Monday, April 14, 2014

A Flying Club With Storied Past and an Uncertain Future

Everywhere you go there are Malaysian airliners, on the makeshift sympathy signs dotting the town, on a magnificent mosaic hidden in a highway underpass, on the back of (some) 20 ringgit notes. I've already written how the tragic mystery of Malaysia Airlines Flight 370 has engaged the people who live here. Now that I've finished reading the history of the Royal Selangor Flying Club, I understand that a little better. The airline and the club grew up together and can even be considered products of the same parents. But as aviation soars, especially in this part of the world, the once formidable 85 year old club struggles to maintain a presence in a vastly different world.

Club president Maj. Razak
On a steamy Sunday two weeks ago I spent the day at the club, located at the in-town Simpang Air Force Base. I'd been invited by the president, Abdul Razak Hashim and the club manager and chief flight instructor Manvinderjit Gill. Inside the spacious two story building, it is easy to see how this was once a thriving center for aviators.

There's the operations desk and flight planning office both of which are still used, along with the game table where pilots knock around a ping pong ball while waiting for their turn to fly in one of the club's three Cessna 172s. But most of the tables in the spacious and sun-filled first floor are unoccupied and the bar appears not to have been stocked for years. 

In its heyday, however, the flying club was the center for all things aviation, Major Razak tells me. The club was formed in 1929, even before the country's Civil Aviation Directorate. The first pilots pre-date certification so they they flew without licenses.  The earliest members were British planters, merchants and businessmen, including, one of the founders, the grandfather of Flightglobal's David Learmount, Major L.W. Learmount. In 1929 he'd already started the Royal Singapore Flying Club two years earlier.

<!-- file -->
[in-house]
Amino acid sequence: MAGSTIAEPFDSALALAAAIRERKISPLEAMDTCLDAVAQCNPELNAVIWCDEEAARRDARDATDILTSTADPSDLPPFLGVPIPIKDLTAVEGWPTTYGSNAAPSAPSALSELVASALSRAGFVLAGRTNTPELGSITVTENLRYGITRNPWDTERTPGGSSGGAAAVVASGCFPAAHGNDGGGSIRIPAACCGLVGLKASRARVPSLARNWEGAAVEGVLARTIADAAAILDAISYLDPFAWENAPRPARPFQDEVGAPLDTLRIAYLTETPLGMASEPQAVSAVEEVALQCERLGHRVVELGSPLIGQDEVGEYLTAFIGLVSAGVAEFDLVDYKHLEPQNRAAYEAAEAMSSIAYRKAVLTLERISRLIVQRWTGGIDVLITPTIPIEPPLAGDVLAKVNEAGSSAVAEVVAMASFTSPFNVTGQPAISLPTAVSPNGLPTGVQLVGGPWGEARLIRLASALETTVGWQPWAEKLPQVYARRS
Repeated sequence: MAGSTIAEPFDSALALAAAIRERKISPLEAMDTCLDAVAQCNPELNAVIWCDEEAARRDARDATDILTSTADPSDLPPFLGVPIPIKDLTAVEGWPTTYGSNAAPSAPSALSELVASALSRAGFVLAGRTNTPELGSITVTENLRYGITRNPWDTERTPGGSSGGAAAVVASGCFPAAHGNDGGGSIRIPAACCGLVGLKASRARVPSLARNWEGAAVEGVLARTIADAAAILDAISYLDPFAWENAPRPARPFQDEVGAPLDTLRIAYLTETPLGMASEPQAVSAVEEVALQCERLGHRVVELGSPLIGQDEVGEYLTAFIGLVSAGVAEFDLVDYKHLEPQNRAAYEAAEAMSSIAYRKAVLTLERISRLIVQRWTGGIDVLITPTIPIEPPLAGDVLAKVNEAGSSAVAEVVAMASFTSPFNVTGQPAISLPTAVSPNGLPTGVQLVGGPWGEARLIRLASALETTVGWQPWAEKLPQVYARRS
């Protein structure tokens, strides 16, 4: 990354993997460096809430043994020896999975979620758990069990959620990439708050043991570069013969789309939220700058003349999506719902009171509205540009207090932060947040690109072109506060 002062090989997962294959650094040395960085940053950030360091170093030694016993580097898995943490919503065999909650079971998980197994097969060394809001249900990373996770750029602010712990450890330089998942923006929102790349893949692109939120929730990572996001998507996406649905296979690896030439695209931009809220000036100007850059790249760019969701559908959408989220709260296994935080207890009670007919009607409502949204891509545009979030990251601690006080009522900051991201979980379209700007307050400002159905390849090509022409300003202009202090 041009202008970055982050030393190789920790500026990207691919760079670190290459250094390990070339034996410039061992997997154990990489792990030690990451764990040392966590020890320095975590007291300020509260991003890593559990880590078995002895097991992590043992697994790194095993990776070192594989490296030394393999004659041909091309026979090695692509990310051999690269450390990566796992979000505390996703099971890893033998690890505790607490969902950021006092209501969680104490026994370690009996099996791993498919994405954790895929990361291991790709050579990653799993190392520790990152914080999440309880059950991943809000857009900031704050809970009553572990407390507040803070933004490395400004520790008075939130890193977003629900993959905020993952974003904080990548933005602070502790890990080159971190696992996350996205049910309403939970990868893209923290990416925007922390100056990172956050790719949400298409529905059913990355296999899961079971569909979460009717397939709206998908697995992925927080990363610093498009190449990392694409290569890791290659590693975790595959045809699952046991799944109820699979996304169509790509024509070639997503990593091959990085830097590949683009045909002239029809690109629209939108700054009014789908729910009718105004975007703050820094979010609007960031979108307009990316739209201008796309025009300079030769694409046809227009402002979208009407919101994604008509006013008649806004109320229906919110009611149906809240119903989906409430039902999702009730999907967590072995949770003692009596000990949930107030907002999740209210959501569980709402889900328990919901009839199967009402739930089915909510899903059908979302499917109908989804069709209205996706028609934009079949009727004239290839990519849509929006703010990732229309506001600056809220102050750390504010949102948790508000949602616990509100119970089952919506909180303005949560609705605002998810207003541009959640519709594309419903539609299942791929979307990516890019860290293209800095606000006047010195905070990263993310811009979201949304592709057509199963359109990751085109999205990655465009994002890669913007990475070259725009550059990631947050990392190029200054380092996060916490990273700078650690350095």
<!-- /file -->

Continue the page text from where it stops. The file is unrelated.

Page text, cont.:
Chinese and Malay names start appearing in the membership rolls a few years later. Then, World War Two and the Japanese occupation of Malaysia put a halt to everyone's pleasure flying from 1941 to 1946.

The Clubhouse in the 1940s. The Japanese added the tower during the occupation.
I can imagine the good times described in the club's journals; air races and flying lessons, curry lunches and dinner dances. The club trained police pilots and private pilots and earned money with aerial photography. There were a few years when pilots were hired to air drop money onto the inaccessible agricultural plantations and tin mines, one hundred thousand dollars worth of payroll delivered from the sky in 1948 alone. 

Members prepare for an air race in Perth
The club added planes and members and spruced up the club house. From 1952 to 1965 there was no better place to be. The brick building with the terrazo floors offered a view of the runway of what was Kuala Lumpur's first international airport.